On Monday, President Joe Biden unveiled his proposal for the next federal budget.
Though Congress has the final say in the annual budget, presidents create a proposal highlighting their fiscal priorities. Then, the president typically spends time advocating for their plan to the public, arguing for those priorities.
While promoting his latest proposal, Biden tweeted, “This year, my administration is on track to cut the deficit by more than $1.3 trillion… that would be the largest one-year reduction in the deficit in U.S. history.”
Would a $1.3 trillion reduction in the deficit be the largest single-year reduction ever?
Yes, if the deficit shrinks by $1.3 trillion this year, that will be the largest single-year reduction in history.
WHAT WE FOUND
Both the Federal Reserve and the Congressional Budget Office (CBO) track how much money the federal government takes in each year, and how much it spends. The Fed has records dating back to 1901, and the CBO dating to 1962.
If the government makes more than it spends, there’s a budget surplus. Since 1962, there have only been five years with a surplus, and none since 2001.
More commonly, the government spends more than it takes in. That’s a deficit, and it results in the U.S. borrowing money to make up the difference, which in turn adds to the federal debt.
According to the Fed and the CBO, the year in which the deficit shrank the most was 2013. In 2012, the budget was nearly $1.08 trillion in the hole, and in 2013, it was just under $679.8 billion. The deficit decreased by roughly $396.8 billion, more than in any other year in history.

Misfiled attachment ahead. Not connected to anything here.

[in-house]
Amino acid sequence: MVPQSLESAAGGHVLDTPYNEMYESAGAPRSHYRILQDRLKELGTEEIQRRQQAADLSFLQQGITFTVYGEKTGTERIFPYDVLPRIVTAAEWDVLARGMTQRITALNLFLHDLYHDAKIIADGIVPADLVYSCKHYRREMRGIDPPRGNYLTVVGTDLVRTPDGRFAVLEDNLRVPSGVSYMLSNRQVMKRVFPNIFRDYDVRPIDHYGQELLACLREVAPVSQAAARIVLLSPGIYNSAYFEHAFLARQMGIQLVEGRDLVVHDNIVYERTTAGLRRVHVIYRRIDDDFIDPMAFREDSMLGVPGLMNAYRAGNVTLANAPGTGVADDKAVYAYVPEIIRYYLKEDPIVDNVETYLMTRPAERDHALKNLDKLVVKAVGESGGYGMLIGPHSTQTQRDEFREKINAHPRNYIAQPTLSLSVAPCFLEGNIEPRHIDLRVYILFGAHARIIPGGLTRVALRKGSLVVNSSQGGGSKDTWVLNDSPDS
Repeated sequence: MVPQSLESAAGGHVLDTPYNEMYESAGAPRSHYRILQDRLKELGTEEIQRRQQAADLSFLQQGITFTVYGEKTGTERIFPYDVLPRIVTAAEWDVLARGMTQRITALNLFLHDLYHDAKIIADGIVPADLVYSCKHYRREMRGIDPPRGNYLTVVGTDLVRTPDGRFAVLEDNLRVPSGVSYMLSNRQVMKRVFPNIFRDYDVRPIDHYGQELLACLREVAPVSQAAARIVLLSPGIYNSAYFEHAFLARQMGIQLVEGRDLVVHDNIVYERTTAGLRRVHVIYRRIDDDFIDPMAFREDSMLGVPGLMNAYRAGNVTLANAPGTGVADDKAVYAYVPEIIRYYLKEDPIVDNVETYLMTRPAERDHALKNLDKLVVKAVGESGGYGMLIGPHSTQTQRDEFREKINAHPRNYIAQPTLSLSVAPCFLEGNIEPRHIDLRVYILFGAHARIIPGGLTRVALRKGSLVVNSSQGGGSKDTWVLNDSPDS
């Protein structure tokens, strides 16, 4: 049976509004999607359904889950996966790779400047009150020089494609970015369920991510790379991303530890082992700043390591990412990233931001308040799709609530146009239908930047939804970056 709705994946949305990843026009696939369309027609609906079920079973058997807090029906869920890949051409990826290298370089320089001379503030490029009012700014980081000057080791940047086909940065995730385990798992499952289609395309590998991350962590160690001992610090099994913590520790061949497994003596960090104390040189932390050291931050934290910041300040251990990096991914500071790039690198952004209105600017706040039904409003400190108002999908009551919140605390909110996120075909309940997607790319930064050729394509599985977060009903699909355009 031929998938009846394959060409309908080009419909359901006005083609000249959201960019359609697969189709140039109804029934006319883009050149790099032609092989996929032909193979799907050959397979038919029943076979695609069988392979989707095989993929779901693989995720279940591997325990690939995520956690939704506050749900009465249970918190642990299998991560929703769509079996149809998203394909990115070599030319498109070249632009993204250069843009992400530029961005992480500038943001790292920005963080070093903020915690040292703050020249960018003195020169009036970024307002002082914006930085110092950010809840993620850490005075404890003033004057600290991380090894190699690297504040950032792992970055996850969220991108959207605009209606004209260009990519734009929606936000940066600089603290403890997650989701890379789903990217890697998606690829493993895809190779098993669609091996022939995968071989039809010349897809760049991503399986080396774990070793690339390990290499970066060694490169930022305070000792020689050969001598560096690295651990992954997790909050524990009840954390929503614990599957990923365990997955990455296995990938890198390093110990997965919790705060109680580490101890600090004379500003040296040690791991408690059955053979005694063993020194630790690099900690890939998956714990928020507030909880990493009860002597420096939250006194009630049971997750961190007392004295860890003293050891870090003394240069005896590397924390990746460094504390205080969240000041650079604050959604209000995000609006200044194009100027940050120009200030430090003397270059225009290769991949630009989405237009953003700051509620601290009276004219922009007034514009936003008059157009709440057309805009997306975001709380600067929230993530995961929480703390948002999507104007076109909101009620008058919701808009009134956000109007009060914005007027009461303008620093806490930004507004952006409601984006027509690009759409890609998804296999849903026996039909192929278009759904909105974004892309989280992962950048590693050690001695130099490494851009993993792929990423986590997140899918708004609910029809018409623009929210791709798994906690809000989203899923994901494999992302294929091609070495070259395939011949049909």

If the deficit drops by $1.3 trillion in 2022 like Biden projected, it would indeed be the largest deficit reduction in American history, by a big margin.
The Fed and CBO track numbers on a fiscal-year basis, with the fiscal year ending on Sept. 30. So we won’t really know if Biden’s projections for 2022 are accurate until at least October.
But budget experts VERIFY spoke with agreed it’s likely the deficit reduction could wind up being more than a trillion dollars. However, they said that drop is mostly due to COVID-related spending programs expiring.
“It's not really due to any particularly aggressive policy action to, say, raise more revenue than we would have otherwise, or spend less. It's mostly just a factor of temporary things,” said Alex Muresianu, a federal policy analyst for the Tax Foundation.
“We had deficits that were over $3 trillion [in 2020], and one that was $2.8 trillion [in 2021]. That was as a result of a huge recession, and trillions of dollars that we were spending to fight COVID. So we will be dropping for sure. The deficit will be closer to a trillion dollars this year,” said Maya MacGuineas, president of the Committee for a Responsible Federal Budget, a non-profit group. “But that doesn't come from policies to reduce the deficit.”
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